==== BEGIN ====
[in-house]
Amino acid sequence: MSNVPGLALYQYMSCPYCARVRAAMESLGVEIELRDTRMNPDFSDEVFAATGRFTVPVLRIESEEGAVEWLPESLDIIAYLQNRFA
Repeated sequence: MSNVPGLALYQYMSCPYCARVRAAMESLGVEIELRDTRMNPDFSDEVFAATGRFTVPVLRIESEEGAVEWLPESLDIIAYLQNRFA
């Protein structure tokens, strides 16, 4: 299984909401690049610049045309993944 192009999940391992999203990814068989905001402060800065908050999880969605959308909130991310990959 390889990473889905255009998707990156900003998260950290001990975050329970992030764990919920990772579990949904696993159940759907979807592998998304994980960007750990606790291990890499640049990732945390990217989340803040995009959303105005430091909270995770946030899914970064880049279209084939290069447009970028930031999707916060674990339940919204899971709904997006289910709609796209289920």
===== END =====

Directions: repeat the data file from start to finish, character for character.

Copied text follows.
[in-house]
Amino acid sequence: MSNVPGLALYQYMSCPYCARVRAAMESLGVEIELRDTRMNPDFSDEVFAATGRFTVPVLRIESEEGAVEWLPESLDIIAYLQNRFA
Repeated sequence: MSNVPGLALYQYMSCPYCARVRAAMESLGVEIELRDTRMNPDFSDEVFAATGRFTVPVLRIESEEGAVEWLPESLDIIAYLQNRFA
């Protein structure tokens, strides 16, 4: 299984909401690049610049045309993944 192009999940391992999203990814068989905001402060800065908050999880969605959308909130991310990959 390889990473889905255009998707990156900003998260950290001990975050329970992030764990919920990772579990949904696993159940759907979807592998998304994980960007750990606790291990890499640049990732945390990217989340803040995009959303105005430091909270995770946030899914970064880049279209084939290069447009970028930031999707916060674990339940919204899971709904997006289910709609796209289920």